Five years later...

"I hate you!"

"I hate you more!"

"Hang up!"

"No, you hang up!"

Why is one arm longer than the other?

Why is one arm longer than the other?

Had they been more real with each other, they may have avoided a long relationship that ended in divorce. If church is important to the girl, then she better freakin' tell the dude. If sports and spending time with his best buds is important, he better not hide that shit.

So back to me, if a woman hates my humor, then we ain't meant to be. I don't believe in the church, so a religious girl ain't for me unless she's cool with letting me have my own beliefs. This shit needs to be out in the open. But on first dates and in social gatherings, we're so concerned with how people will see us if we're real, drying up our dating pool, that we wear masks and settle on the next best thing, which isn't best at all. Not even good.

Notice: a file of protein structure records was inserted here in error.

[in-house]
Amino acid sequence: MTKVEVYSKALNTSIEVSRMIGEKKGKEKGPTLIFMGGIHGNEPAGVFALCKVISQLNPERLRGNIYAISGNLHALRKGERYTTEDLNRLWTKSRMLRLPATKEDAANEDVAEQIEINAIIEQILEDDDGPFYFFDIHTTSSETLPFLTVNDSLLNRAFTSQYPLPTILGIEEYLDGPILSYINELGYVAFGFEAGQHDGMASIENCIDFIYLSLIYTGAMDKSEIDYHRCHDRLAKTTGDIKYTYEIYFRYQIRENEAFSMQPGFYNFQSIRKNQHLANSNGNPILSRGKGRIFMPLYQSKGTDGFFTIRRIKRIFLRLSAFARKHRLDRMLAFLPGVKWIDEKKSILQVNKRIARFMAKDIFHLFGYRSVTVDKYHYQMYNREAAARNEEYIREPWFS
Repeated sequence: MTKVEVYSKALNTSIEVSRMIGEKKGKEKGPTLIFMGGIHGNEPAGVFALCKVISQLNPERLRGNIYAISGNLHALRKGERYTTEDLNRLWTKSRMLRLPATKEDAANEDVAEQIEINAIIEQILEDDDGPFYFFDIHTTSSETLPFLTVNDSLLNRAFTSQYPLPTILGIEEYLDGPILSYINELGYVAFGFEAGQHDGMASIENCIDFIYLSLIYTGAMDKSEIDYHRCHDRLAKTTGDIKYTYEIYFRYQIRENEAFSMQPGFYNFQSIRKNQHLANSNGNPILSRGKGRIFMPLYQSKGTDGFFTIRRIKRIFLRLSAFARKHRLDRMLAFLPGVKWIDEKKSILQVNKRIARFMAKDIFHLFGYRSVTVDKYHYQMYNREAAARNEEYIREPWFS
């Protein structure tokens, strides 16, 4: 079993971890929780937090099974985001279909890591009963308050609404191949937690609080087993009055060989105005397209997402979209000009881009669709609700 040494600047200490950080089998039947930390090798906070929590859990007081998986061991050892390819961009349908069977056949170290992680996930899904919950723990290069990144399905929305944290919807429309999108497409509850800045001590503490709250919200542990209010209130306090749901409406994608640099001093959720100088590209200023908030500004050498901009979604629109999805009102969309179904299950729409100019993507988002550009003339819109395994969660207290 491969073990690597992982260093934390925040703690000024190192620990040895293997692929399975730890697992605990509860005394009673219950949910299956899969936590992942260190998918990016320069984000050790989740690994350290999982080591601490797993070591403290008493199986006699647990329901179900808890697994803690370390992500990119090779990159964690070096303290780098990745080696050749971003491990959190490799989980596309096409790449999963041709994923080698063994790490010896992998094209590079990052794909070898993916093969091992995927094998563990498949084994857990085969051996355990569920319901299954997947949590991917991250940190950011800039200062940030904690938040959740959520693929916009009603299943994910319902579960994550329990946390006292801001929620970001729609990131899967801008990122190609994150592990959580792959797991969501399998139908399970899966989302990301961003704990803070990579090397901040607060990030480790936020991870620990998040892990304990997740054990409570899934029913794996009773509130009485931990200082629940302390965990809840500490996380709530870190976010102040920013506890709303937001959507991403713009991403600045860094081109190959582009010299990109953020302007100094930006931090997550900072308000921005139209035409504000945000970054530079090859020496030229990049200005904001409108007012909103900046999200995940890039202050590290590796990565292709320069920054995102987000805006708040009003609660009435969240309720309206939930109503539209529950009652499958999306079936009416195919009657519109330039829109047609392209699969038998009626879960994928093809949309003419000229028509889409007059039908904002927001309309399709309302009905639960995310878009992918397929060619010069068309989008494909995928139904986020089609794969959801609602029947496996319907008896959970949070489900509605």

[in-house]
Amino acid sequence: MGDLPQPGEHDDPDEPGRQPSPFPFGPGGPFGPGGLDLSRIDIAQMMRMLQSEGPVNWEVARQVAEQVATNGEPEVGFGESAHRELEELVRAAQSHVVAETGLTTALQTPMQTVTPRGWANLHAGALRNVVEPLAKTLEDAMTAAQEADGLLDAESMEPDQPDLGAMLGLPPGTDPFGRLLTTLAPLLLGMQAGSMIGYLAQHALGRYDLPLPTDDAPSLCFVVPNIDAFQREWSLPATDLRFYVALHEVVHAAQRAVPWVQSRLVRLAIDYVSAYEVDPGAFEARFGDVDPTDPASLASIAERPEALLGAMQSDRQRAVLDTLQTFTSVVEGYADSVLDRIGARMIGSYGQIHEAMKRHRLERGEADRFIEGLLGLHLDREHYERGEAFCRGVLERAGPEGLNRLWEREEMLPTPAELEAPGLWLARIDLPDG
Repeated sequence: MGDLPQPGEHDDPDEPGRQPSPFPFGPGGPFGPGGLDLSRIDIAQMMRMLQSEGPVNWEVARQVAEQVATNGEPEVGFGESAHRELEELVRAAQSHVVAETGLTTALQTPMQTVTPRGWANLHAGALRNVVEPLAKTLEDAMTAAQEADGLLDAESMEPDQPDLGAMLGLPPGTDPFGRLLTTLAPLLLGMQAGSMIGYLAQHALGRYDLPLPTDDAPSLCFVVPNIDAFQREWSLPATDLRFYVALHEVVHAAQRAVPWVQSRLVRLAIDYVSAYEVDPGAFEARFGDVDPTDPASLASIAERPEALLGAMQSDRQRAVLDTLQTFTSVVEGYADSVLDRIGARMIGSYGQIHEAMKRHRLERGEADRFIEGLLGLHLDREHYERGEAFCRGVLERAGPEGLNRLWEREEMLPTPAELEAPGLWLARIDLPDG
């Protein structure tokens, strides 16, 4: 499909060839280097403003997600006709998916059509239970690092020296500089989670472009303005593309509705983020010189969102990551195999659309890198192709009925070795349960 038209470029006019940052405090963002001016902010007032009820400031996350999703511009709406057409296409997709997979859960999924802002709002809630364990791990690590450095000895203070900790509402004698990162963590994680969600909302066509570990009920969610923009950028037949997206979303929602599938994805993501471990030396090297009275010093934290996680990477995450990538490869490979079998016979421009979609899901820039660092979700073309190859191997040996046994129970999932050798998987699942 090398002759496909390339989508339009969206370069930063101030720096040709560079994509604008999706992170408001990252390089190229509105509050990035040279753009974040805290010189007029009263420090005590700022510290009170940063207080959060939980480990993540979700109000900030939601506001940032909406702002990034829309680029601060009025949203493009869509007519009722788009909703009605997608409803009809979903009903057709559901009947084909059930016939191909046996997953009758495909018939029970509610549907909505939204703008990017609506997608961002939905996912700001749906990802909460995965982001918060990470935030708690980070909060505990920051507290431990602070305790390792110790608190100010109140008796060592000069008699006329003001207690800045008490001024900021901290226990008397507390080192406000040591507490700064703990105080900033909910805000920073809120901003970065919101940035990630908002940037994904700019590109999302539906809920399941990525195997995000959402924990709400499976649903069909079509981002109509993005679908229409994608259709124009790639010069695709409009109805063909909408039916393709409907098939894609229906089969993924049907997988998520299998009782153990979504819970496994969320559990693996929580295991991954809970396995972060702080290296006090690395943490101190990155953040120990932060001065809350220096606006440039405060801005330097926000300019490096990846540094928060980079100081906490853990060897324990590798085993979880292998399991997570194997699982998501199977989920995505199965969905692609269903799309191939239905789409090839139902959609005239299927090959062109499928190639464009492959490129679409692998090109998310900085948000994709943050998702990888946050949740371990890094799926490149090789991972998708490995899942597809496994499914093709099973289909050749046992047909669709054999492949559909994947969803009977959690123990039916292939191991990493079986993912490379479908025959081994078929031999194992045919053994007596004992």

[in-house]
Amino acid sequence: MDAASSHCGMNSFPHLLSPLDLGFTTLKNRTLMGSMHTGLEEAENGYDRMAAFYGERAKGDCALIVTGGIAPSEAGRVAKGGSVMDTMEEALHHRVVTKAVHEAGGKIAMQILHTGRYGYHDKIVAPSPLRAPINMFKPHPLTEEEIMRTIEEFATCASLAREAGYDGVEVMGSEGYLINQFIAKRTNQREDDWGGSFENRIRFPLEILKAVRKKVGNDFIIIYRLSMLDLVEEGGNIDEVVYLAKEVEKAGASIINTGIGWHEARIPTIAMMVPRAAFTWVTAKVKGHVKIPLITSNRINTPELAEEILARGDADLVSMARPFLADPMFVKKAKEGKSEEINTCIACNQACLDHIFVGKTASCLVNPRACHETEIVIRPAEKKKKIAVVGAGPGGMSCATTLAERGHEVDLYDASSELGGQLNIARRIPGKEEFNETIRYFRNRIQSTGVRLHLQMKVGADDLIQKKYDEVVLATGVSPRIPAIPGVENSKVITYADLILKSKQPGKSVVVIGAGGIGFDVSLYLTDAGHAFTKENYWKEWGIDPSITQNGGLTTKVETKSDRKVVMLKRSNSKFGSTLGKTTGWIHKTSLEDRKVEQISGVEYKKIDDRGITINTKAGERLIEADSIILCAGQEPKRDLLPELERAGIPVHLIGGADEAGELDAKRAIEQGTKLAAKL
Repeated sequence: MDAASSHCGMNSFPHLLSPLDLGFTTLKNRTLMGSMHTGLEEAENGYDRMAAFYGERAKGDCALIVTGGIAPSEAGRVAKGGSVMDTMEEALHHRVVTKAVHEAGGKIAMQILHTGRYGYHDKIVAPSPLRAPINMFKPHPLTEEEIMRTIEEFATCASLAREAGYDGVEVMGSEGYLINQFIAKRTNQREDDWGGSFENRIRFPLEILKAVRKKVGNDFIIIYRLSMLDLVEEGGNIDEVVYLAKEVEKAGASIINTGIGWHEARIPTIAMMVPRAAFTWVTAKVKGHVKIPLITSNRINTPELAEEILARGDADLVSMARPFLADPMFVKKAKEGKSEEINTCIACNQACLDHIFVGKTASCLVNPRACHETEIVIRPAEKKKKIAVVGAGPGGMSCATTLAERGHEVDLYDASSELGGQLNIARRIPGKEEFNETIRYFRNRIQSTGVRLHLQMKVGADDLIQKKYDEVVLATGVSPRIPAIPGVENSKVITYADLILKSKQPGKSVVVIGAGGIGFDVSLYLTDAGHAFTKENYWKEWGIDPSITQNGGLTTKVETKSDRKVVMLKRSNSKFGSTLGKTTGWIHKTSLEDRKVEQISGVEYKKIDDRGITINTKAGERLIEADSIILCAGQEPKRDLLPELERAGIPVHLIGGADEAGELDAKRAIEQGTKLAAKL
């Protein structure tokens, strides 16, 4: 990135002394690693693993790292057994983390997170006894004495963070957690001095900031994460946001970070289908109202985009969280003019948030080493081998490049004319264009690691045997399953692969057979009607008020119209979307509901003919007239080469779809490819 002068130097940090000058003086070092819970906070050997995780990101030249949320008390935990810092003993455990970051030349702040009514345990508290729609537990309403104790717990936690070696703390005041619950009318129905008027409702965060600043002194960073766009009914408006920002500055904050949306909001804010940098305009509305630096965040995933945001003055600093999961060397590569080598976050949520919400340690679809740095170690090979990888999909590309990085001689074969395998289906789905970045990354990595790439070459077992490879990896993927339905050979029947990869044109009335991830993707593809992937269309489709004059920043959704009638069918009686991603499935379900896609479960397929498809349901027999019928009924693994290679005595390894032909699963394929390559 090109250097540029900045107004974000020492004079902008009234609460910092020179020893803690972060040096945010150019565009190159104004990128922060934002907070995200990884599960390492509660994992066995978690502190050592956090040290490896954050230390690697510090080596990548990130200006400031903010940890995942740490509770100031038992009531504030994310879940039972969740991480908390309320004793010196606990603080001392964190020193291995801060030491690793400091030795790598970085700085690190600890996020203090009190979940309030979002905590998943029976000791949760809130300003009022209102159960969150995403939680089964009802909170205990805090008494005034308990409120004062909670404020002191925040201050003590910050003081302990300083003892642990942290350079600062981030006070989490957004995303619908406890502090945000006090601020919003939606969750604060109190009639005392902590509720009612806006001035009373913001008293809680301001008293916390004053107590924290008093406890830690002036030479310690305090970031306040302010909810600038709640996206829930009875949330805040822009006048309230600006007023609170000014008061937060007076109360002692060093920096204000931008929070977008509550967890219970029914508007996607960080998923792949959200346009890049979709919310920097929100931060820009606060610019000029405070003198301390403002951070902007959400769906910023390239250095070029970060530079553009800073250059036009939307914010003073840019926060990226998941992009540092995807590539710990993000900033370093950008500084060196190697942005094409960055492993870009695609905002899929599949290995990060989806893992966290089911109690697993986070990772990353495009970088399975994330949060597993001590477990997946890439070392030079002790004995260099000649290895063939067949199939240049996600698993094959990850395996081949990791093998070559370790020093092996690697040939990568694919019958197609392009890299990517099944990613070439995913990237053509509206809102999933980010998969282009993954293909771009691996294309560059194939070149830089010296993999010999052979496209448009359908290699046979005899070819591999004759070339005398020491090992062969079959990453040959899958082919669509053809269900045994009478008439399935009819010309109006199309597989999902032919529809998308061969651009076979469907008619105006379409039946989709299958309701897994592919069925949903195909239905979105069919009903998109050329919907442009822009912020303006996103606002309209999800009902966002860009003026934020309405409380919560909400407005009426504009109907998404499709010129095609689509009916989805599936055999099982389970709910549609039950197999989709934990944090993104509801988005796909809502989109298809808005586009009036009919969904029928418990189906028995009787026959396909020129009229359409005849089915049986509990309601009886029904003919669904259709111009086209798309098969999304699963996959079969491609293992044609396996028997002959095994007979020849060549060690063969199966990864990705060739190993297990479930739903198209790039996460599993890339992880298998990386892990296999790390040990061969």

However, if you are in a relationship that you want to save, and there's issues between the two of you, then one simple way of solving those issues is look at the images of what you think your relationship should look like and throw them out.

Like my bitch friend, she had a mountain of ideas of what her man should be, what her marriage should be, what her life should be, and she hated it all. I know she hated it all because all she did was complain, yell, and get really pissed off, like if she was on a continuous period.

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Once you get rid of these societal norm images and allow your relationship to blossom on its own, then you can decide if your partner's quirks are something that you can live with. If you can't, then you've got to make a decision.